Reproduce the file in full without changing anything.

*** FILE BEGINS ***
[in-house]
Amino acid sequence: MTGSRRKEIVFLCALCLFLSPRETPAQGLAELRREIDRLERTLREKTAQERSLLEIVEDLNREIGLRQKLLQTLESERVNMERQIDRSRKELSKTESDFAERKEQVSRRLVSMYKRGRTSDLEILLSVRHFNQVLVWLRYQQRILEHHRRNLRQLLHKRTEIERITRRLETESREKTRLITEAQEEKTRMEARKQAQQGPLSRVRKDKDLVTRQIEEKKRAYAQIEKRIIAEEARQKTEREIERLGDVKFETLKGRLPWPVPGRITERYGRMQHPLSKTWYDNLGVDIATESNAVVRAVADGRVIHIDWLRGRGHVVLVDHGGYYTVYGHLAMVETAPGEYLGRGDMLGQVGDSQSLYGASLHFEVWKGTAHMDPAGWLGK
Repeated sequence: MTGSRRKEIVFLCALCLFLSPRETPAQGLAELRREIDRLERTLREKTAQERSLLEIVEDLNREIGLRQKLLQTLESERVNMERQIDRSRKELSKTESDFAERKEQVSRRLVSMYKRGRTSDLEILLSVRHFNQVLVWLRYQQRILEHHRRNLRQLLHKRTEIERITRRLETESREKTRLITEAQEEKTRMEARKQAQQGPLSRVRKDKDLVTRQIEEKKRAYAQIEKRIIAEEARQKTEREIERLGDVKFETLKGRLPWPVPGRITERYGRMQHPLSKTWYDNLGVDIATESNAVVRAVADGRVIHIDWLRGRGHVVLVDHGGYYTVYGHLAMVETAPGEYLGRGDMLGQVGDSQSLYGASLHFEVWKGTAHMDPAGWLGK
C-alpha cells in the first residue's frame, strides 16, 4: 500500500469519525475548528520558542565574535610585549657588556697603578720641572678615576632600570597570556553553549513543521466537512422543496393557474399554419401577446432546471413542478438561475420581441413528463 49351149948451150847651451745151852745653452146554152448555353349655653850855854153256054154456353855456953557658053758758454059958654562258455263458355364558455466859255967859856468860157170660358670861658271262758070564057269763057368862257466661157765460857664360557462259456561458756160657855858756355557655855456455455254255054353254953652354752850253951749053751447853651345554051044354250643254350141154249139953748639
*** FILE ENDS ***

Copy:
[in-house]
Amino acid sequence: MTGSRRKEIVFLCALCLFLSPRETPAQGLAELRREIDRLERTLREKTAQERSLLEIVEDLNREIGLRQKLLQTLESERVNMERQIDRSRKELSKTESDFAERKEQVSRRLVSMYKRGRTSDLEILLSVRHFNQVLVWLRYQQRILEHHRRNLRQLLHKRTEIERITRRLETESREKTRLITEAQEEKTRMEARKQAQQGPLSRVRKDKDLVTRQIEEKKRAYAQIEKRIIAEEARQKTEREIERLGDVKFETLKGRLPWPVPGRITERYGRMQHPLSKTWYDNLGVDIATESNAVVRAVADGRVIHIDWLRGRGHVVLVDHGGYYTVYGHLAMVETAPGEYLGRGDMLGQVGDSQSLYGASLHFEVWKGTAHMDPAGWLGK
Repeated sequence: MTGSRRKEIVFLCALCLFLSPRETPAQGLAELRREIDRLERTLREKTAQERSLLEIVEDLNREIGLRQKLLQTLESERVNMERQIDRSRKELSKTESDFAERKEQVSRRLVSMYKRGRTSDLEILLSVRHFNQVLVWLRYQQRILEHHRRNLRQLLHKRTEIERITRRLETESREKTRLITEAQEEKTRMEARKQAQQGPLSRVRKDKDLVTRQIEEKKRAYAQIEKRIIAEEARQKTEREIERLGDVKFETLKGRLPWPVPGRITERYGRMQHPLSKTWYDNLGVDIATESNAVVRAVADGRVIHIDWLRGRGHVVLVDHGGYYTVYGHLAMVETAPGEYLGRGDMLGQVGDSQSLYGASLHFEVWKGTAHMDPAGWLGK
C-alpha cells in the first residue's frame, strides 16, 4: 500500500469519525475548528520558542565574535610585549657588556697603578720641572678615576632600570597570556553553549513543521466537512422543496393557474399554419401577446432546471413542478438561475420581441413528463 49351149948451150847651451745151852745653452146554152448555353349655653850855854153256054154456353855456953557658053758758454059958654562258455263458355364558455466859255967859856468860157170660358670861658271262758070564057269763057368862257466661157765460857664360557462259456561458756160657855858756355557655855456455455254255054353254953652354752850253951749053751447853651345554051044354250643254350141154249139953748639